Global study into how we can successfully cope with COVID-19
The lives of millions of people worldwide have changed drastically due to the COVID-19 pandemic. People have found various ways to cope with these changes. To map and analyse these various coping mechanisms, researchers worldwide have set up a joint project: Coping with Corona (CoCo). The Dutch contribution to this project is coordinated by Utrecht University’s William Hale, Susan Branje and Jaap Denissen.
Together with renowned researchers from over 25 other countries, including Germany, the UK, Italy, the US, Brazil, Russia and Australia, the Utrecht University scientists are looking for answers to a range of questions, including the question as to what strategies are most effective in coping with the COVID-19 pandemic.
Through the project, clinical psychologist Hale aims to gain more insight into the differences between the various mechanisms used worldwide to cope with the COVID-19 pandemic. Hale: ‘I hope that we can develop individualised interventions for the current pandemic and any future crises.’
To enable a fine-grained analysis of the complex psychological processes involved, the psychologists are applying an innovative research design. According to fellow researcher Professor Markus Bühner of LMU Munich, the study is ‘unique from a research perspective’. Bühner: ‘During a period of four weeks, the participants receive support and are regularly invited to provide concise information about their daily experiences. This sampling method on the basis of experience surveys gives us an authentic insight into the emotions, concerns, hopes and daily social experiences of the participants.’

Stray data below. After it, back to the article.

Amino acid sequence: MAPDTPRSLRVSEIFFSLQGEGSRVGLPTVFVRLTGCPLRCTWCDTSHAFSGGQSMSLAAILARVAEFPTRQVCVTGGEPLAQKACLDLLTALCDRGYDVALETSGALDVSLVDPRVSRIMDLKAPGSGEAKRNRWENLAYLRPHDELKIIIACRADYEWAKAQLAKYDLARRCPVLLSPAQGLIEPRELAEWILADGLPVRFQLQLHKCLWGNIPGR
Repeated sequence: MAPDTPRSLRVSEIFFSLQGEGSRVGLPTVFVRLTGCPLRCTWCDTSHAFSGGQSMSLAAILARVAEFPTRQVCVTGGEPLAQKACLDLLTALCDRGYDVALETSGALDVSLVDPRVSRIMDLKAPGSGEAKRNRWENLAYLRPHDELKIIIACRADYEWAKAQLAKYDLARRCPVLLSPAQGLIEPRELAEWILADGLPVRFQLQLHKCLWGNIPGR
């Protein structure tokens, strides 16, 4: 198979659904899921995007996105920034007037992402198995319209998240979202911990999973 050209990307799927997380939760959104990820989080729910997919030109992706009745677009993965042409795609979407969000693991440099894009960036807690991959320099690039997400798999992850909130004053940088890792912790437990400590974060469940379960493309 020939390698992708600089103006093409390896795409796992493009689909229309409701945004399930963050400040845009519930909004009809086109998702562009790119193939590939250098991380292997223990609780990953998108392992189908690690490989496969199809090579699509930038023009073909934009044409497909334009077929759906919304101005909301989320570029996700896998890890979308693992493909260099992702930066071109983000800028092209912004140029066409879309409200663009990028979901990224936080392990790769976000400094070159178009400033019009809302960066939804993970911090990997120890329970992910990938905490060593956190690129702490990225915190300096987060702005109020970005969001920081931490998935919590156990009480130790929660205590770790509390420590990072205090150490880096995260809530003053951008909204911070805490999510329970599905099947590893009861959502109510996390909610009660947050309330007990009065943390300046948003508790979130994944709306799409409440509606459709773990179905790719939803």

Psychological studies into the impact of the COVID-19 pandemic tend to neglect cultural, political and geographic factors.
The researchers hope that they will be able to use this data to gain more insight into why people respond differently to the COVID-19 pandemic. According to Professor Maarten van Zalk of Osnabrück University, who obtained his PhD from Utrecht University in 2009, we need to understand the differences in individual responses worldwide to be able to provide individualised assistance to help people cope in crises such as the current pandemic. Van Zalk: ‘Psychological studies into the impact of the COVID-19 pandemic tend to neglect cultural, political and geographic factors. That is why we strive to include as many countries as possible, representing as much diversity as possible, in our study.’
Participants take part in an online survey that runs for four weeks. The survey is available in English, Dutch and several other languages. For more information about the project, go to the Coping with Corona website.